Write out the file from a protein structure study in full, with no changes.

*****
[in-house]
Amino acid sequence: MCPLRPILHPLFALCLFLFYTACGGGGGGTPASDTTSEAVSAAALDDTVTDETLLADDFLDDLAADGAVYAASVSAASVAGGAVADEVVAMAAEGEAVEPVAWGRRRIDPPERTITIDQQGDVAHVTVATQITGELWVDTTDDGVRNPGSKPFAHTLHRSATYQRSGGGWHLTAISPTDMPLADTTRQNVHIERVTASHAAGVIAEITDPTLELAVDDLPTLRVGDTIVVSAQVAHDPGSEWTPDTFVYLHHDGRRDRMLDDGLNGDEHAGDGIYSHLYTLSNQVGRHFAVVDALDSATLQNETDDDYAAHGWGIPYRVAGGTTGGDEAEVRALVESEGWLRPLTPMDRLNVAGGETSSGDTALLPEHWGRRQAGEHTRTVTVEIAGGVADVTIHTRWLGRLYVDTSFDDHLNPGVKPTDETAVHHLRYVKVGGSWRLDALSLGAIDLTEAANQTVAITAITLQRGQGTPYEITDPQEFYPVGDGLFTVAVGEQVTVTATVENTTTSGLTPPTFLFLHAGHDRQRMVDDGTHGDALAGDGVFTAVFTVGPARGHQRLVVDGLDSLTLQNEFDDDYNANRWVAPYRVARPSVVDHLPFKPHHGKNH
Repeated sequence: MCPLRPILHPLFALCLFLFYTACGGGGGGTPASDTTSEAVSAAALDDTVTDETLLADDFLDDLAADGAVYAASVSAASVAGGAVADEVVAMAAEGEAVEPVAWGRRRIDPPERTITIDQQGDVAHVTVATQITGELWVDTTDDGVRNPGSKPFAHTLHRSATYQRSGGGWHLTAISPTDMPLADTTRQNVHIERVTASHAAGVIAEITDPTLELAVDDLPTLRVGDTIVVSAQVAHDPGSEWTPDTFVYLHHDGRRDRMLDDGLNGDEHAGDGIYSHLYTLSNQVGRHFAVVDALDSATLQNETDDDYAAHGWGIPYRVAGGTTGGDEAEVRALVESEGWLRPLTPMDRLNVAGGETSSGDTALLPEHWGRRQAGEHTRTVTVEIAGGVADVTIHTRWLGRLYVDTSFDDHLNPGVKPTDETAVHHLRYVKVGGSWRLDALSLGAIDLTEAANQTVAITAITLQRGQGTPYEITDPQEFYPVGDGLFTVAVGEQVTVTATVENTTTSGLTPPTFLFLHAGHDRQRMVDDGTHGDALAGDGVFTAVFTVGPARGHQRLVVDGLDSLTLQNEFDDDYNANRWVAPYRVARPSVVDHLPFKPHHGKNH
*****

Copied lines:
[in-house]
Amino acid sequence: MCPLRPILHPLFALCLFLFYTACGGGGGGTPASDTTSEAVSAAALDDTVTDETLLADDFLDDLAADGAVYAASVSAASVAGGAVADEVVAMAAEGEAVEPVAWGRRRIDPPERTITIDQQGDVAHVTVATQITGELWVDTTDDGVRNPGSKPFAHTLHRSATYQRSGGGWHLTAISPTDMPLADTTRQNVHIERVTASHAAGVIAEITDPTLELAVDDLPTLRVGDTIVVSAQVAHDPGSEWTPDTFVYLHHDGRRDRMLDDGLNGDEHAGDGIYSHLYTLSNQVGRHFAVVDALDSATLQNETDDDYAAHGWGIPYRVAGGTTGGDEAEVRALVESEGWLRPLTPMDRLNVAGGETSSGDTALLPEHWGRRQAGEHTRTVTVEIAGGVADVTIHTRWLGRLYVDTSFDDHLNPGVKPTDETAVHHLRYVKVGGSWRLDALSLGAIDLTEAANQTVAITAITLQRGQGTPYEITDPQEFYPVGDGLFTVAVGEQVTVTATVENTTTSGLTPPTFLFLHAGHDRQRMVDDGTHGDALAGDGVFTAVFTVGPARGHQRLVVDGLDSLTLQNEFDDDYNANRWVAPYRVARPSVVDHLPFKPHHGKNH
Repeated sequence: MCPLRPILHPLFALCLFLFYTACGGGGGGTPASDTTSEAVSAAALDDTVTDETLLADDFLDDLAADGAVYAASVSAASVAGGAVADEVVAMAAEGEAVEPVAWGRRRIDPPERTITIDQQGDVAHVTVATQITGELWVDTTDDGVRNPGSKPFAHTLHRSATYQRSGGGWHLTAISPTDMPLADTTRQNVHIERVTASHAAGVIAEITDPTLELAVDDLPTLRVGDTIVVSAQVAHDPGSEWTPDTFVYLHHDGRRDRMLDDGLNGDEHAGDGIYSHLYTLSNQVGRHFAVVDALDSATLQNETDDDYAAHGWGIPYRVAGGTTGGDEAEVRALVESEGWLRPLTPMDRLNVAGGETSSGDTALLPEHWGRRQAGEHTRTVTVEIAGGVADVTIHTRWLGRLYVDTSFDDHLNPGVKPTDETAVHHLRYVKVGGSWRLDALSLGAIDLTEAANQTVAITAITLQRGQGTPYEITDPQEFYPVGDGLFTVAVGEQVTVTATVENTTTSGLTPPTFLFLHAGHDRQRMVDDGTHGDALAGDGVFTAVFTVGPARGHQRLVVDGLDSLTLQNEFDDDYNANRWVAPYRVARPSVVDHLPFKPHHGKNH